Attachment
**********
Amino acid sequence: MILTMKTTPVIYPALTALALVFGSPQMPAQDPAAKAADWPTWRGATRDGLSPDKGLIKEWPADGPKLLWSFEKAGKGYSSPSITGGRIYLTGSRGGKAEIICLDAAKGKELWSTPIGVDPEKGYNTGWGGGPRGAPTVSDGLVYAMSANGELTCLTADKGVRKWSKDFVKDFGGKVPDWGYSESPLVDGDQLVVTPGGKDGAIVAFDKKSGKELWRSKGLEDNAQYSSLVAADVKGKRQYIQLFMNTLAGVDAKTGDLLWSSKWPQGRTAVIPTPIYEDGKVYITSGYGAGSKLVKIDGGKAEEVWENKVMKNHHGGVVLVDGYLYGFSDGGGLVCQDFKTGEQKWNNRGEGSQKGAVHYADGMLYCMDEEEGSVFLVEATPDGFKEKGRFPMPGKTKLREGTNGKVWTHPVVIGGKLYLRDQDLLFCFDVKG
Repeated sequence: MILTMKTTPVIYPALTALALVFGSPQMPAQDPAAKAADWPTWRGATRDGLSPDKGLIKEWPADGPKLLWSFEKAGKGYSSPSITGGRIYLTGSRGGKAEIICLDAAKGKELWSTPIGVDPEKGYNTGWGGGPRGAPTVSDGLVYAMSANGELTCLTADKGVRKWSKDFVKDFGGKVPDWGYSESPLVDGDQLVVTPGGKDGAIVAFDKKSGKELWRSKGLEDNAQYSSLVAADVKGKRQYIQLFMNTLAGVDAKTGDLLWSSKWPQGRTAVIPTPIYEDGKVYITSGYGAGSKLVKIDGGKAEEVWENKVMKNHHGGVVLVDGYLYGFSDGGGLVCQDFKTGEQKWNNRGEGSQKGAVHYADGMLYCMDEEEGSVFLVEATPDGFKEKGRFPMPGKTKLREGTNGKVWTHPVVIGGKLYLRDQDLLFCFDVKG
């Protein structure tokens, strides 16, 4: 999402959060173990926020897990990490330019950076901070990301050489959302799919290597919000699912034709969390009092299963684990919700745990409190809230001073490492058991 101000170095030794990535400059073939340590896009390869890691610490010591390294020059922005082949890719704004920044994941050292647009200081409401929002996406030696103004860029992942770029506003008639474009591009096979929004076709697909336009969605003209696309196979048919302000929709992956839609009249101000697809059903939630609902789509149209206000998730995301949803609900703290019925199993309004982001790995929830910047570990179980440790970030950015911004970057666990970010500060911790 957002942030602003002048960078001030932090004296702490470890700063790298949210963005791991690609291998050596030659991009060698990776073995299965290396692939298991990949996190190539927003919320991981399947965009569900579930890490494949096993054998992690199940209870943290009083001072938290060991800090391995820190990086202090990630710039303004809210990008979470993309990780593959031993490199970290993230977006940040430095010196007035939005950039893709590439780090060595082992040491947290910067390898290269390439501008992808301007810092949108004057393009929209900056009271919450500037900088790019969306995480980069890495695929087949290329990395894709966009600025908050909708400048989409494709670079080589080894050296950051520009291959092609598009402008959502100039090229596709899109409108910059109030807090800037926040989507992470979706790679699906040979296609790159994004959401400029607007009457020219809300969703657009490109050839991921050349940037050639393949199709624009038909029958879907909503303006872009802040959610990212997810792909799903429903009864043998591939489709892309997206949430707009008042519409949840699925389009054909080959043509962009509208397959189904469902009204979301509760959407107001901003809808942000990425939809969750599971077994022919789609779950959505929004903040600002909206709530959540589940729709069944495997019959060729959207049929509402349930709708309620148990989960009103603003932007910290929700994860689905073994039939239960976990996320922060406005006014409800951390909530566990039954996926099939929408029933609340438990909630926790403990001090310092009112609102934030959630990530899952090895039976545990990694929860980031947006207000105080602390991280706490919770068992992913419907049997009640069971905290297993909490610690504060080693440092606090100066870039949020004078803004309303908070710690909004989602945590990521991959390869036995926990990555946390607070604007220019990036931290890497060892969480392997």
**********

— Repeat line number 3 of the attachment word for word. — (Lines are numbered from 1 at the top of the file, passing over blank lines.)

């Protein structure tokens, strides 16, 4: 999402959060173990926020897990990490330019950076901070990301050489959302799919290597919000699912034709969390009092299963684990919700745990409190809230001073490492058991 101000170095030794990535400059073939340590896009390869890691610490010591390294020059922005082949890719704004920044994941050292647009200081409401929002996406030696103004860029992942770029506003008639474009591009096979929004076709697909336009969605003209696309196979048919302000929709992956839609009249101000697809059903939630609902789509149209206000998730995301949803609900703290019925199993309004982001790995929830910047570990179980440790970030950015911004970057666990970010500060911790 957002942030602003002048960078001030932090004296702490470890700063790298949210963005791991690609291998050596030659991009060698990776073995299965290396692939298991990949996190190539927003919320991981399947965009569900579930890490494949096993054998992690199940209870943290009083001072938290060991800090391995820190990086202090990630710039303004809210990008979470993309990780593959031993490199970290993230977006940040430095010196007035939005950039893709590439780090060595082992040491947290910067390898290269390439501008992808301007810092949108004057393009929209900056009271919450500037900088790019969306995480980069890495695929087949290329990395894709966009600025908050909708400048989409494709670079080589080894050296950051520009291959092609598009402008959502100039090229596709899109409108910059109030807090800037926040989507992470979706790679699906040979296609790159994004959401400029607007009457020219809300969703657009490109050839991921050349940037050639393949199709624009038909029958879907909503303006872009802040959610990212997810792909799903429903009864043998591939489709892309997206949430707009008042519409949840699925389009054909080959043509962009509208397959189904469902009204979301509760959407107001901003809808942000990425939809969750599971077994022919789609779950959505929004903040600002909206709530959540589940729709069944495997019959060729959207049929509402349930709708309620148990989960009103603003932007910290929700994860689905073994039939239960976990996320922060406005006014409800951390909530566990039954996926099939929408029933609340438990909630926790403990001090310092009112609102934030959630990530899952090895039976545990990694929860980031947006207000105080602390991280706490919770068992992913419907049997009640069971905290297993909490610690504060080693440092606090100066870039949020004078803004309303908070710690909004989602945590990521991959390869036995926990990555946390607070604007220019990036931290890497060892969480392997």